You can not believe how many thank you's I got from staff and students after Lynn left. There is a reserve list a mile long for her book right now - all copies are checked out. They all want Lynn to come back....every year! I have had kids share all sorts of personal stories with me since they read Rolling Away. Everyone had said the same thing - they couldn't put the book down. Lynn made such an impression and connected with the kids seamlessly. The whole experience was magical. I want to thank Lynn Marie Smith for sharing her experience with my students and the world.
Debbie Rothfeld, Librarian
Clearwater High School, FL
Lynn Marie Smith's presentation was moving, powerful and was well received by all the youth present. Right now I have a Juvenile Detention Center full of kids who all want to write personal letters to her. Keep doing what you're doing Lynn, you have no idea what an impact your words have on these kids.
Vincent P. Vurro
Southwest Regional Juvenile Detention Center
I'd like to extend my gratitude to Lynn for the wonderful programs in Clearwater. I know her story had a huge impact; people are still talking about it here. Lynn's personal and honest story of drug abuse and recovery captivated audiences of all ages.
Public Library, Clearwater FL
The Pace Center for Girls in Lee County was treated to an exceptional and well-informed speaker. Lynn Marie Smith brought much needed, important, and relevant information to our young girls. Her story included the fantasy, excitement and parties all loaded with drugs, booze, and artificial friendships that were waiting for her. Lynn looks like a teen herself and the girls connected to her beautifully. They were captivated by the real life drama that became part of Lynn's journey and they saw and heard, first hand, how her romanticized world of dreams fell apart in the blink of an eye. The girls were truly moved by her powerful presentation, as was the staff. Thank you Lynn for taking the time to care and share your story with our Pace girls.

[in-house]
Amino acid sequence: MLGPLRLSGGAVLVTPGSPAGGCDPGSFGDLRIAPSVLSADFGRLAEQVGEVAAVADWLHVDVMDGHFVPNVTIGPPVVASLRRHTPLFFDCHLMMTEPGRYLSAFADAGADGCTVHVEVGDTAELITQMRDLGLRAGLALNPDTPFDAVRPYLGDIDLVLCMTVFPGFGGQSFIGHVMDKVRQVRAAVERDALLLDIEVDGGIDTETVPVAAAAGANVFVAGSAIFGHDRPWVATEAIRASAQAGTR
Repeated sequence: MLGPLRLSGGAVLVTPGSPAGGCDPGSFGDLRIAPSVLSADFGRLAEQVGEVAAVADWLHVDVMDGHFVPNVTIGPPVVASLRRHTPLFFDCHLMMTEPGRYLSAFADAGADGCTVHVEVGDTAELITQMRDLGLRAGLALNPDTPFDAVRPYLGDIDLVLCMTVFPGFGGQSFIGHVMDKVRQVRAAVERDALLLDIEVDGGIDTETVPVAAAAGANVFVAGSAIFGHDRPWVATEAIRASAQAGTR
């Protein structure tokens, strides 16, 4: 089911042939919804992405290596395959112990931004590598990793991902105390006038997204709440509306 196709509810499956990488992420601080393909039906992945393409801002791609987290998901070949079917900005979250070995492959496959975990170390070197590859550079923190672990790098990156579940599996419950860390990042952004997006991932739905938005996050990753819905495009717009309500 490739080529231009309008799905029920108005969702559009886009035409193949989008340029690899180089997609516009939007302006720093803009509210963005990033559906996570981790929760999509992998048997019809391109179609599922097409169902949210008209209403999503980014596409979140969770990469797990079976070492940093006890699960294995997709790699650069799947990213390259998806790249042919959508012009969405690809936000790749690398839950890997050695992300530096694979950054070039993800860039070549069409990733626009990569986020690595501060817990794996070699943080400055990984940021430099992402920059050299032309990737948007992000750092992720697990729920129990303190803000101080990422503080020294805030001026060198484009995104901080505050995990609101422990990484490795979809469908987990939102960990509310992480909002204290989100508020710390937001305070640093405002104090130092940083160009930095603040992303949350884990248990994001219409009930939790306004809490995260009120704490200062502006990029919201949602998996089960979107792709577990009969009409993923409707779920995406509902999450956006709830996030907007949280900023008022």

PACE Center for Girls
Lynn's brave and unflinching examination of herself, her actions, and the choices that led her from a straight-A cheerleader at school to a crazed half-dead drug addict shows us the kind of determination it took for this young woman to stay clean. In the end, the hardness of her drug tale is lifted by her honesty and spunk, and love of family, friends, and life.
Loung Ung - Author
First They Killed my Father and Lucky Child